Therefore this is what the Lord says about the people of Anathoth who are threatening to kill you, saying, “Do not prophesy in the name of the Lord or you will die by our hands”
Jeremiah 11:21 (NIV)

I have been intrigued to observe what has transpired in our culture over recent years with regard to our freedom of speech. I’ve watched the proliferation of social media in which every individual has a megaphone with which to broadcast their thoughts, opinions, and little kitty pictures to anyone who will listen. I think most of us have had an experience in which what could and should be a forum for discovery, appreciation, connection, conversation, and discussion quickly erodes into a quagmire of anger, disrespect, slander and anonymous trolls hiding behind usernames spewing hatred. And of course we are all now well aware that there are those with ill motives seeking to stir up dissension and chaos for political reasons.

At the same time, I’ve observed that our educational institutions are increasingly willing to suppress the free expression of thoughts and opinions from faculty and guest lecturers when those thoughts and opinions are unpopular or offend the listener. There are students who seek to be sheltered from any words, thoughts, or ideas that contradict or challenge their own world view. In recent years, those who hold unpopular opinions receive death threats, are physically attacked, or are simply dis-invited from speaking.

One one hand anyone can say anything they want (and do). On the other hand anyone who holds an unpopular opinion is unwelcome and silenced. Fascinating.

Free expression and conflict over words, thoughts, opinions, and ideas have always been part of the human experience. Examples abound, such as the prophet Jeremiah.

In today’s chapter the ancient prophet Jeremiah is made aware of a plot to kill him. The source of the threat comes from the town of Anathoth which was located a few miles north of Jerusalem. What’s fascinating to discover is that Anathoth is Jeremiah’s hometown. It is also a town that was given to the descendants of Aaron who were the priests in the ancient religious system of the Hebrews. Only a descendant of Aaron could be a priest. In other words, those who were seeking to silence Jeremiah and plotting to kill him were his own people from a town dedicated to leaders of the Temple.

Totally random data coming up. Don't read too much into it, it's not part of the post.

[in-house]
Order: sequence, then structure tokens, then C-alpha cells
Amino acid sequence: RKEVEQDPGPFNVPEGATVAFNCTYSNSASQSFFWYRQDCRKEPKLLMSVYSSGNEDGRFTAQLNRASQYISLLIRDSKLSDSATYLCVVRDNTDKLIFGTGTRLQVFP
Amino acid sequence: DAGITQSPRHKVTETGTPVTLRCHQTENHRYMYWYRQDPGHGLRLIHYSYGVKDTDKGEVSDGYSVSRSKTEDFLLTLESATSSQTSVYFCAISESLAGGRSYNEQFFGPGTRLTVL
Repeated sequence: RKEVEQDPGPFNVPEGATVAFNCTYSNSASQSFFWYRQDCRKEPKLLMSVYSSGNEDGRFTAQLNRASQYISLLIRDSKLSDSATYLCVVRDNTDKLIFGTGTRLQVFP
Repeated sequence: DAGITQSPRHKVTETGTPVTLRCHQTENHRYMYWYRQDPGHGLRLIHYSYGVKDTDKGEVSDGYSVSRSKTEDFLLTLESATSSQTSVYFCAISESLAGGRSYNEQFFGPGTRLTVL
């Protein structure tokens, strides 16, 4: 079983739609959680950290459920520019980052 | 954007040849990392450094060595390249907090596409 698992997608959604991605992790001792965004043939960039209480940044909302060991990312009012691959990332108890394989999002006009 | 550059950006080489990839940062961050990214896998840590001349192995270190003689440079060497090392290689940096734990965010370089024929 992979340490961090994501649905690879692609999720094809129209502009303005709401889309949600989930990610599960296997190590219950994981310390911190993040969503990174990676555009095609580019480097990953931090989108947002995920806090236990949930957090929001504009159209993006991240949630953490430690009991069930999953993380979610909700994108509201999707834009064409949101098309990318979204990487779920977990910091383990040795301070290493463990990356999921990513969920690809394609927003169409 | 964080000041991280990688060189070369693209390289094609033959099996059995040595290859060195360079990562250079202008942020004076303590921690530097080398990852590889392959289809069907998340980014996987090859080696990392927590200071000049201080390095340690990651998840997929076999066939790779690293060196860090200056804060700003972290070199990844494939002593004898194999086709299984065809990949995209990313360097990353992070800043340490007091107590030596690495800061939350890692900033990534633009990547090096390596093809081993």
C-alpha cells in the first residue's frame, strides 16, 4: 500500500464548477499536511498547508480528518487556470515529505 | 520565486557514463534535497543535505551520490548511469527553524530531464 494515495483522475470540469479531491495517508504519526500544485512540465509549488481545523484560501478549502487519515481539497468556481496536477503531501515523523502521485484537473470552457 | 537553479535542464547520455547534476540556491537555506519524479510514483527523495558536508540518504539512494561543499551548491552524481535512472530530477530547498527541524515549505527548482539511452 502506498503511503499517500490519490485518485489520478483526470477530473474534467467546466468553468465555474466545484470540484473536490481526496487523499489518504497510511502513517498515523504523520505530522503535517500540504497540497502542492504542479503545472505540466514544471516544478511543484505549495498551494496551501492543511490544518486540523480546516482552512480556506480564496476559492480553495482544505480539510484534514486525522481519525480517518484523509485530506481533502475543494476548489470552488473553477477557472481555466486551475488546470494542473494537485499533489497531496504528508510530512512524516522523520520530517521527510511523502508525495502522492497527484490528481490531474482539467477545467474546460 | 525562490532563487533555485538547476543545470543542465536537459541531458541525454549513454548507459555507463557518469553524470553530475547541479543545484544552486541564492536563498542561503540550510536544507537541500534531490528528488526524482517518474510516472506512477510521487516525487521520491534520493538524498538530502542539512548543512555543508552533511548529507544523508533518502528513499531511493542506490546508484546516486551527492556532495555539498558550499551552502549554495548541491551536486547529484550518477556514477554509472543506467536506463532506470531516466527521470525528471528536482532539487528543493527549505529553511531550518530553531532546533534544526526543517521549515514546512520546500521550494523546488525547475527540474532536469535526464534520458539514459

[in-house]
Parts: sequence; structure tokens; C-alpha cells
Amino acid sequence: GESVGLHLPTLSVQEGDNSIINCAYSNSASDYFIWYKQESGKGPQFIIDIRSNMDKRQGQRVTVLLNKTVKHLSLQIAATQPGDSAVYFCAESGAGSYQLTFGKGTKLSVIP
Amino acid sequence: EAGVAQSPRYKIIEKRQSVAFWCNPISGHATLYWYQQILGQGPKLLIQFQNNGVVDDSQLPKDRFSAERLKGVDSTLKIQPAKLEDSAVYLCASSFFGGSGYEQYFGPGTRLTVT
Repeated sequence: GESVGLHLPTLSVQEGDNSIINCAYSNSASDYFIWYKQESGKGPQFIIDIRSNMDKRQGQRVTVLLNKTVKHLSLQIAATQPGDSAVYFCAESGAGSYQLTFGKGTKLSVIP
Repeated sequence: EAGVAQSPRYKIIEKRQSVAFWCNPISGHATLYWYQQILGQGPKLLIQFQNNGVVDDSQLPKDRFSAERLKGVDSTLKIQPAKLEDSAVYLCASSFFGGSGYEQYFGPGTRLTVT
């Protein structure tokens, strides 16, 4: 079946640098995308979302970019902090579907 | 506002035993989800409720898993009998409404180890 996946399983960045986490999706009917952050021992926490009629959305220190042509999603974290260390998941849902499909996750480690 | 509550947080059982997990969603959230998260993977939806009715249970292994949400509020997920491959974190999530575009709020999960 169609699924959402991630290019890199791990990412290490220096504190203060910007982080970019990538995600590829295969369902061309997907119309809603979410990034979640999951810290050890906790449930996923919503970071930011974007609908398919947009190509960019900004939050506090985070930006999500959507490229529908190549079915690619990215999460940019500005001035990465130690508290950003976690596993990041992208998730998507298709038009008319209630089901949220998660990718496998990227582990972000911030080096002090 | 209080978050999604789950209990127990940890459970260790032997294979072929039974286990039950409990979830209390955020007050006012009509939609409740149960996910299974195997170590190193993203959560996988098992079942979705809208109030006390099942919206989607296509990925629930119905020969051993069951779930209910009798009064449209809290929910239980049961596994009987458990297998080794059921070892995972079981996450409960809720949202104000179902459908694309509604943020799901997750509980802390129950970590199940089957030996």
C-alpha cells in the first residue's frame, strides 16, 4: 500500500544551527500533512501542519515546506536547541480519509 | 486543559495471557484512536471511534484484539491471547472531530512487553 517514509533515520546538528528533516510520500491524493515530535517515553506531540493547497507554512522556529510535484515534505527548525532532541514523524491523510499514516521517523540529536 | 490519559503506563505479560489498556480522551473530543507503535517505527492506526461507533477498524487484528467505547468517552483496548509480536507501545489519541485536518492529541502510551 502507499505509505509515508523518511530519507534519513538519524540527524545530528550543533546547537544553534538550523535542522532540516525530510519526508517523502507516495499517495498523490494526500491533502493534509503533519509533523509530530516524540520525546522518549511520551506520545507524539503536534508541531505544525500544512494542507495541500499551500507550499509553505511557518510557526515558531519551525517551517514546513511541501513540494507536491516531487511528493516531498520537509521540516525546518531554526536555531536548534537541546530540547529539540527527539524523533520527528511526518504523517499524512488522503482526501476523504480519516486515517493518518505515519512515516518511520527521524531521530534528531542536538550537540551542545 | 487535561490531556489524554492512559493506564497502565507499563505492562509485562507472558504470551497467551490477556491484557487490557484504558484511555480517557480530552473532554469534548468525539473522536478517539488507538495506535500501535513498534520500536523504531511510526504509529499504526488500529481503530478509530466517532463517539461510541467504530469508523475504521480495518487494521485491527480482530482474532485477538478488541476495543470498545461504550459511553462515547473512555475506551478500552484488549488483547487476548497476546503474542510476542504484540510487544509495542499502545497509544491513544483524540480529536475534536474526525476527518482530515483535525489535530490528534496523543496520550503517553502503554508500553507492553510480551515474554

I’m reminded this morning of Jesus’ observation that “a prophet is without honor in his own home town.” Jesus said this right after his own neighbors in Nazareth sought to throw Him off a cliff. He could very well have been thinking about Jeremiah when He said it. It was descendants of the crew who sought to kill Jeremiah who would plot Jesus’ death, as well.

I’m also reminded that history gives us many examples in various disciplines of individuals branded heretics in their day who were revealed over time to be right. Only now in retrospect do we regard them as heroes of history. These “heretics” often suffered terribly in their day for saying things that were unpopular, politically incorrect, or by challenging the prevailing world-view. Jeremiah is just one of them.

As I do each morning, I will publish this blog post and share it on Facebook. A few people will read it. Of those who do I hope there are one or two who appreciate the post. There may be some who get pissed off simply by seeing that idiot Tom and his stupid religious posts in their feed. I’m well aware that the vast majority of people will simply ignore it. C’est la vie.

I’m incredibly grateful for the opportunity to express what I’m thinking about on my daily spiritual journey and to put it out there where, instantly, anyone on the planet with an internet connection can read it. Through all of human history it is only in the past 20 years or so that this was possible.

I pray that I will always be free to do so.

Ancient Vengeance Cloaked in Modern Technology

“Six of the towns you give the Levites will be cities of refuge, to which a person who has killed someone may flee.”
Numbers 35:6 (NIV)

Last night as Wendy and I sat on the couch she expressed grief and frustration over a pattern of behavior we’ve been observing on social media. It is quite common for the discourse on Facebook and Twitter and online forums to sink into petty jabs, unnecessary name calling, and a general spirit of anger, hatred, and conflict. And this, we routinely notice, from many whom we love and who eagerly claim to be followers of Jesus.